There was a gradual rise in the mean level of IRS from the third decade (mean 35.8 ± 3.8 pg/ml), which reached significance at the seventh (61.1 ± 8.4 pg/ml), eighth (66.7 ± 5 pg/ml) and ninth decade (82.6 ± 13.8 pg/ml). No change was observed in the second 28.3 ± 3.8 pg/ml) and third (31.1 ± 3.2 pg/ml) trimester of pregnancy when compared with matched, non-pregnant controls (29.7 ± 2.2 pg/ml); however, the children aged under 2 years (69.6 ± 11.2 pg/ml) had significantly higher values than the eldest group (12 to 16 years old) (46.3 ± 7.2 pg/ml) (P < 0.05). In achlorhydric patients, basal (27.2 ± 3.7 pg/ml; P < 0.01) and postprandial IRS (42.8 ± 7.7 pg/ml; P < 0.001) was significantly lower than in a matched, normal control group (basal 59.4 ± 7.2; postprandial 132.1 ± 26.3 pg/ml). Growth hormone deficiency was not associated with any differences in circulating IRS, basally or after insulin hypoglycaemia, when compared with values in normal children.
These results would suggest, 1) that age has a significant effect on plasma IRS, and should be considered in the interpretation of fasting plasma levels of IRS; 2) that pregnancy and growth hormone deficiency is not accompanied by any changes in circulating IRS and presumably, somatostatin binding proteins; 3) that gastric acid is necessary for a normal release of IRS from the gastrointestinal tract to the circulation.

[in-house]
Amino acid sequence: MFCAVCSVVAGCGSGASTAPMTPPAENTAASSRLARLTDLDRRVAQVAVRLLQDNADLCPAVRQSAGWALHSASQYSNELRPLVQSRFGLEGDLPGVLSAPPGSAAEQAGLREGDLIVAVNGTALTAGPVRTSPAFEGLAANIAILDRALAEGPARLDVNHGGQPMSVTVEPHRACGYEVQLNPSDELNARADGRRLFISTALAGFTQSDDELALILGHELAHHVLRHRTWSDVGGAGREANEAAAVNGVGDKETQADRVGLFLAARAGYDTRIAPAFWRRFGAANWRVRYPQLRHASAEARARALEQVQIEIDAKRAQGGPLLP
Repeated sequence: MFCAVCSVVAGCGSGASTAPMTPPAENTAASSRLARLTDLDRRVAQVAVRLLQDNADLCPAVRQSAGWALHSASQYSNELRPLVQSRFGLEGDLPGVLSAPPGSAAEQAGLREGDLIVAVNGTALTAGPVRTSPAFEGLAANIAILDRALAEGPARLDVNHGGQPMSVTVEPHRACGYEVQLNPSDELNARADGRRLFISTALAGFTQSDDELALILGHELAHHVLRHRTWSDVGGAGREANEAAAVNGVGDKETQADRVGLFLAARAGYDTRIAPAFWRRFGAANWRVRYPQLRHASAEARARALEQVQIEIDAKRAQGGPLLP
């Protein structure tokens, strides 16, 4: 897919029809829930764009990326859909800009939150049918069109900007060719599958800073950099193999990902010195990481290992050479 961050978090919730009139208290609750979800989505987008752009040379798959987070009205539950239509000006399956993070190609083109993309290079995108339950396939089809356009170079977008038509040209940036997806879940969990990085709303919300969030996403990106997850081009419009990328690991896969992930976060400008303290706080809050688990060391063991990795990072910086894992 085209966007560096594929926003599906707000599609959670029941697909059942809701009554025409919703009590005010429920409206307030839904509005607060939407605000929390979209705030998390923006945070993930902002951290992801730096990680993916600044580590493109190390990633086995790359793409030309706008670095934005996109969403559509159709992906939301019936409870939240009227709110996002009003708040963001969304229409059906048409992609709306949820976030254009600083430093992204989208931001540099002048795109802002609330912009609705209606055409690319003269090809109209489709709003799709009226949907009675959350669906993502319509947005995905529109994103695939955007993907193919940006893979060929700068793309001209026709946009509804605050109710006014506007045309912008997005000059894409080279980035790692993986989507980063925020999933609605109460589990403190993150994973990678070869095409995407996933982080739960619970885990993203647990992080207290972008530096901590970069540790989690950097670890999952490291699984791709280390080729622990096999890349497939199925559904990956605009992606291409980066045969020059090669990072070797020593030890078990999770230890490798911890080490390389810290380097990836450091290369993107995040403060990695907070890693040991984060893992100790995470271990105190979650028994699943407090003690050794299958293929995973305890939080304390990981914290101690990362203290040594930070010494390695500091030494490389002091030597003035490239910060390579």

Manuel L. Puig, Susan M. Webb, Carlos del Pozo, José Rodríguez Espinosa, Ma Jesús Martínez and Alberto de Leiva
Abstract. A 35 year old woman suffering from ACTH and prolactin (Prl) deficiency is described. Her symptoms of adrenal insufficiency appeared gradually after her first pregnancy in 1970; however, she conceived twice more and delivered healthy babies in 1972 and 1974, which she could not breast feed due to lack of milk. During an episode of pneumonia in 1977 she suffered acute adrenal insufficiency, after which she began treatment with hydrocortisone. Her pituitary reserve for TSH, GH, LH and FSH was normal, but her ACTH and Prl levels were undectable and did not respond to acute iv challenges of corticotrophin-releasing factor (CRF) and TRH, respectively. Autoantibodies, including antilactotroph titres, were negative, except for a positive pituitary immunofluorescence to ACTH. There was also no ACTH stimulation to a prolonged infusion of CRF followed by an acute iv bolus. These results, together with the gradual onset of symptoms which worsened after each pregnancy, suggest a possible autoimmune aetiology of her pituitary ACTH and Prl deficiencies.
Elena Valassi, Iris Crespo, Jorge Malouf, Jaume Llauger, Anna Aulinas, Ana Maria Marín, Betina Biagetti and Susan M Webb
Data on dual energy absorptiometry (DXA)-measured bone mineral density (BMD) at the level of the total hip (TH) and femoral neck (FN) in patients with acromegaly (ACRO) are conflicting. Increase in bone size associated with ACRO may limit the reliability of DXA. Our objective is to evaluate trabecular and cortical volumetric BMD (vBMD) across the proximal femur in ACRO patients.